In response to the coronavirus pandemic, it is vitally important that we all practise social-distancing to protect ourselves, those around us, and our NHS. To limit the spread of the virus, the Government announced last week that people should leave the house to go to work only if absolutely necessary.
These restrictions on work are a crucial part of social-distancing and employers should absolutely not be putting pressure on employees to flout them. Many employers are abiding by Government guidance, but others ought to be utterly ashamed at the lack of basic decency they are showing in this crisis.
I’ve been contacted by many people in non-essential jobs who are still being told to go into work, including those in at-risk groups.
Frightened employees at Next in Pontefract told me that the company was still insisting at-risk employees go into work or go without pay. There are reports that people with disabilities are having to sit on the warehouse floor to eat their food. I am pleased they eventually took the decision to close the store.
At Capita call-centres hundreds of staff are still going into work in their call-centres. It is simply not credible that home-working cannot be arranged for a telecommunications firm.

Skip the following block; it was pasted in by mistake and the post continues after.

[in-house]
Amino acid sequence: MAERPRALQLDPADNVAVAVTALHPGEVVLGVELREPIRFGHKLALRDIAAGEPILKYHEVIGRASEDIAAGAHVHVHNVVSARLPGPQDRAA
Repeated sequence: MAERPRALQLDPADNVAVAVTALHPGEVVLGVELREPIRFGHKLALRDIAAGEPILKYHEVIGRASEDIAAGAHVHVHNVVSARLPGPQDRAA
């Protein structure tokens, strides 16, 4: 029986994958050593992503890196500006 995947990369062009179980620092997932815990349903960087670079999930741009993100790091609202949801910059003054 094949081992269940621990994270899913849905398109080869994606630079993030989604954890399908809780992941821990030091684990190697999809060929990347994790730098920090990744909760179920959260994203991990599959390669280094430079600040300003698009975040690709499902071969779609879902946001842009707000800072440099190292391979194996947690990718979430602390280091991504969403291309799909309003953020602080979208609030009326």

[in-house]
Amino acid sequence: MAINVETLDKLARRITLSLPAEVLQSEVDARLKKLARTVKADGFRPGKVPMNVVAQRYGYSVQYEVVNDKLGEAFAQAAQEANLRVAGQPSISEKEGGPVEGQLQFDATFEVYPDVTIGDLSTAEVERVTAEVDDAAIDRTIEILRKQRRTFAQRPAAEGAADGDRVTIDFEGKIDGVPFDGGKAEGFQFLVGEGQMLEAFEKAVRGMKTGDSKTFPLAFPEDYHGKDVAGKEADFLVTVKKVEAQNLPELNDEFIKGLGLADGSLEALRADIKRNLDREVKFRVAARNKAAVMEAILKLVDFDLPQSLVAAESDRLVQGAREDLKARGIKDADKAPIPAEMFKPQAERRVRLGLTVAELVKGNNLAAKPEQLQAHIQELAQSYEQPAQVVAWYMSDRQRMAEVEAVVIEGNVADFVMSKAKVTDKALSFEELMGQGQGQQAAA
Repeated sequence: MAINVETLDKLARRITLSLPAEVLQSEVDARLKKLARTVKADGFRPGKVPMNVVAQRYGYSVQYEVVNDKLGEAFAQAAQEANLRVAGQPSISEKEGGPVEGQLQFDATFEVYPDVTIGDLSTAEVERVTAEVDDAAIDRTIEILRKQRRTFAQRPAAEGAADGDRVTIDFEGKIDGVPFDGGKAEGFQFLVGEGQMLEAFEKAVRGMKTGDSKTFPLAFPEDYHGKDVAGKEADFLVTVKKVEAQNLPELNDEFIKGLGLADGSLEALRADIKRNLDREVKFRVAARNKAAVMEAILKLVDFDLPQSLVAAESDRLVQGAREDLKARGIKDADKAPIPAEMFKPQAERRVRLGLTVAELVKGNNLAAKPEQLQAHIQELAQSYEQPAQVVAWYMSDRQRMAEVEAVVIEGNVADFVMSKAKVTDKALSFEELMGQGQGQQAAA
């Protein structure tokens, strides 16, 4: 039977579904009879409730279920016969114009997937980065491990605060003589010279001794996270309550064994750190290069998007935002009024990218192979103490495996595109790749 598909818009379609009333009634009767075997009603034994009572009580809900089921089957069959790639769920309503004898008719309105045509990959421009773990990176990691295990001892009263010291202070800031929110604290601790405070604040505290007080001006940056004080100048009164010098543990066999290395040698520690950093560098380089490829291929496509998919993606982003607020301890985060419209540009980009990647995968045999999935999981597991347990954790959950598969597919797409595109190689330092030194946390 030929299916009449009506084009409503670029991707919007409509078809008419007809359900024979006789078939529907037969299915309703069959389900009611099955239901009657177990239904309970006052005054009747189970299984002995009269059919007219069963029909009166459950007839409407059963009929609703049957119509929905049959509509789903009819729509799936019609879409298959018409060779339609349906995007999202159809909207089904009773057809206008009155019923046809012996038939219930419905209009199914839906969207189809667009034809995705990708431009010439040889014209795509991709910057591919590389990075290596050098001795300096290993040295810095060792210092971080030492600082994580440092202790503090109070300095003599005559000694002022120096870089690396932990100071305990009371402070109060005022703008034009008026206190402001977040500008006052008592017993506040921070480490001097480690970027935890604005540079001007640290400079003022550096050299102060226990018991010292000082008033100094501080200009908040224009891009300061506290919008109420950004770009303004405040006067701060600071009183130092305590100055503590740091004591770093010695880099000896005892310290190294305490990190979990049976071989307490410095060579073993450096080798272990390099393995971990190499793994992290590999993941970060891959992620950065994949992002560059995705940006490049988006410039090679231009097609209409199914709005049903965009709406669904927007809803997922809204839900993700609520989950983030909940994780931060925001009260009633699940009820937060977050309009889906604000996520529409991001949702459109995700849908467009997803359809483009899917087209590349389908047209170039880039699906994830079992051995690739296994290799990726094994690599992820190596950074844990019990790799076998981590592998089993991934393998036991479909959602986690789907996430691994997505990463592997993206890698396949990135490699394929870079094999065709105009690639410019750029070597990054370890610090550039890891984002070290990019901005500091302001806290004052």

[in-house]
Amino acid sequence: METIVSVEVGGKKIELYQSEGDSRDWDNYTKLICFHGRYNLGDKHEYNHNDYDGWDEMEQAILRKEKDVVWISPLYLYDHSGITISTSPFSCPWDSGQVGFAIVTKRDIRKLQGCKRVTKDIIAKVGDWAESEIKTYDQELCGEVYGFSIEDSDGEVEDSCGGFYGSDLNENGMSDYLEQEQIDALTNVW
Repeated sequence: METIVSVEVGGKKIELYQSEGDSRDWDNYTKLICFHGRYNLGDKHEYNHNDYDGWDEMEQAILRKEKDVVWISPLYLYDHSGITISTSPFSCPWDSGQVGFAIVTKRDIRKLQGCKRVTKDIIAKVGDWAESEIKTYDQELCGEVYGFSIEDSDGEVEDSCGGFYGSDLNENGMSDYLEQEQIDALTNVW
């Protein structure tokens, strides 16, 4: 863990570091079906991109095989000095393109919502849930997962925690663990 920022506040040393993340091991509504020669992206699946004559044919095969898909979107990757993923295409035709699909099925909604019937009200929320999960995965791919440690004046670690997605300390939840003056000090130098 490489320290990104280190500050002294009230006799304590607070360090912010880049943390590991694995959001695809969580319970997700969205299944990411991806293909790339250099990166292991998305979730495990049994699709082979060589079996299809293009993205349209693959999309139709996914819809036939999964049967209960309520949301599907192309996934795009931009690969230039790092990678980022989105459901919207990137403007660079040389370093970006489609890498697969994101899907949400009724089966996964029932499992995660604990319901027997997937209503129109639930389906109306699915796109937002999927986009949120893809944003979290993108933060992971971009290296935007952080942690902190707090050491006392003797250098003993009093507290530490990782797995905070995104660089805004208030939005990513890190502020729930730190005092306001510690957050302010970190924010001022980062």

Both ASOS and Pretty Little Things are also insisting that their employees work in close proximity to one another in warehouses, in spite of the lockdown.
Even the Home Office had been requiring non-essential workers to come into its offices in Sheffield and Liverpool, against the Government’s own guidance. Along with other Labour MPs, I raised this issue with Ministers who then, thankfully, enforced social-distancing.
And Sainsbury’s were asking staff in at-risk groups to work in its stores and warehouses without basic protections like hand sanitizer. I’m glad they have seen sense since and now all workers in at-risk groups will be able to work from home on full pay.
To save lives, we all need to play our part in stopping the spread of coronavirus. Any employer who undermines that effort by insisting that their employees go into work unnecessarily should face serious sanctions.
For its part, the Government needs to produce clearer guidance, force closures of all non-essential businesses, and provide much more comprehensive support to both workers and businesses affected by the economic shock that the pandemic has caused.
If your employer is preventing you from working from home unnecessarily or is not practising social distancing, please contact me at Louise.Haigh.MP@parliament.uk. I will, of course, respect people’s anonymity.